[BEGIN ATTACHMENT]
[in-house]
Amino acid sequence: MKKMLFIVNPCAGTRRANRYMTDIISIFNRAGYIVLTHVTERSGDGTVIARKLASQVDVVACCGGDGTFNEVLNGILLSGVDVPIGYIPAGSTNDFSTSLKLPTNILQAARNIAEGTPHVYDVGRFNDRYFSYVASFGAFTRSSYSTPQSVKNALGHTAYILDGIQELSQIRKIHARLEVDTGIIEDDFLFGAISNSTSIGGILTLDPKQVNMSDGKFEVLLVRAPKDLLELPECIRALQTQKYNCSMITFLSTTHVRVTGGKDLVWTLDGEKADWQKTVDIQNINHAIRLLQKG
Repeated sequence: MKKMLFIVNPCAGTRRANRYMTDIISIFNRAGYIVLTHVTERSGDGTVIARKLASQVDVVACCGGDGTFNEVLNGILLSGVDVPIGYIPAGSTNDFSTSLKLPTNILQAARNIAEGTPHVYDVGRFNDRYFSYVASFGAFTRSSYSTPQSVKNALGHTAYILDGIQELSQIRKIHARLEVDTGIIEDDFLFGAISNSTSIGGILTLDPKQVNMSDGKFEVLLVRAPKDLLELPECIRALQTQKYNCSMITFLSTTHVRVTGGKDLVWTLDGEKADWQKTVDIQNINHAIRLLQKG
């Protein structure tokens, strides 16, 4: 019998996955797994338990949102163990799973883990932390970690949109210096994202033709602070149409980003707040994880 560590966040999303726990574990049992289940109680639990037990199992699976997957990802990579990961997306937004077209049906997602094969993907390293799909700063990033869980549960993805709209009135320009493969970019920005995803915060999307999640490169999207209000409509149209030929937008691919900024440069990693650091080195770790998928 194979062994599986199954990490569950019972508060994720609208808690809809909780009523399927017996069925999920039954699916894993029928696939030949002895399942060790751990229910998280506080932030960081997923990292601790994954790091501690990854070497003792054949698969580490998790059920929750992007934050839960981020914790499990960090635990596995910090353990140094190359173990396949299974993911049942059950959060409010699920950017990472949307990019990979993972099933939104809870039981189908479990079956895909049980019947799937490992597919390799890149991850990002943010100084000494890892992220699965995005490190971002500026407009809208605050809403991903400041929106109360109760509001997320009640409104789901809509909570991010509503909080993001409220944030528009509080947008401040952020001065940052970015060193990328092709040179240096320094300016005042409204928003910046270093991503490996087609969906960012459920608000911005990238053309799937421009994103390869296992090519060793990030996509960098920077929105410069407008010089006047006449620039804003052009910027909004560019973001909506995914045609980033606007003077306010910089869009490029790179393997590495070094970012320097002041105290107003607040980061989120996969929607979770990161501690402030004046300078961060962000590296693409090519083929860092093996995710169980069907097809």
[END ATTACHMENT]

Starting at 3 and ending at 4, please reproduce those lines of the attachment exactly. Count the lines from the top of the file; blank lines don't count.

Repeated sequence: MKKMLFIVNPCAGTRRANRYMTDIISIFNRAGYIVLTHVTERSGDGTVIARKLASQVDVVACCGGDGTFNEVLNGILLSGVDVPIGYIPAGSTNDFSTSLKLPTNILQAARNIAEGTPHVYDVGRFNDRYFSYVASFGAFTRSSYSTPQSVKNALGHTAYILDGIQELSQIRKIHARLEVDTGIIEDDFLFGAISNSTSIGGILTLDPKQVNMSDGKFEVLLVRAPKDLLELPECIRALQTQKYNCSMITFLSTTHVRVTGGKDLVWTLDGEKADWQKTVDIQNINHAIRLLQKG
């Protein structure tokens, strides 16, 4: 019998996955797994338990949102163990799973883990932390970690949109210096994202033709602070149409980003707040994880 560590966040999303726990574990049992289940109680639990037990199992699976997957990802990579990961997306937004077209049906997602094969993907390293799909700063990033869980549960993805709209009135320009493969970019920005995803915060999307999640490169999207209000409509149209030929937008691919900024440069990693650091080195770790998928 194979062994599986199954990490569950019972508060994720609208808690809809909780009523399927017996069925999920039954699916894993029928696939030949002895399942060790751990229910998280506080932030960081997923990292601790994954790091501690990854070497003792054949698969580490998790059920929750992007934050839960981020914790499990960090635990596995910090353990140094190359173990396949299974993911049942059950959060409010699920950017990472949307990019990979993972099933939104809870039981189908479990079956895909049980019947799937490992597919390799890149991850990002943010100084000494890892992220699965995005490190971002500026407009809208605050809403991903400041929106109360109760509001997320009640409104789901809509909570991010509503909080993001409220944030528009509080947008401040952020001065940052970015060193990328092709040179240096320094300016005042409204928003910046270093991503490996087609969906960012459920608000911005990238053309799937421009994103390869296992090519060793990030996509960098920077929105410069407008010089006047006449620039804003052009910027909004560019973001909506995914045609980033606007003077306010910089869009490029790179393997590495070094970012320097002041105290107003607040980061989120996969929607979770990161501690402030004046300078961060962000590296693409090519083929860092093996995710169980069907097809």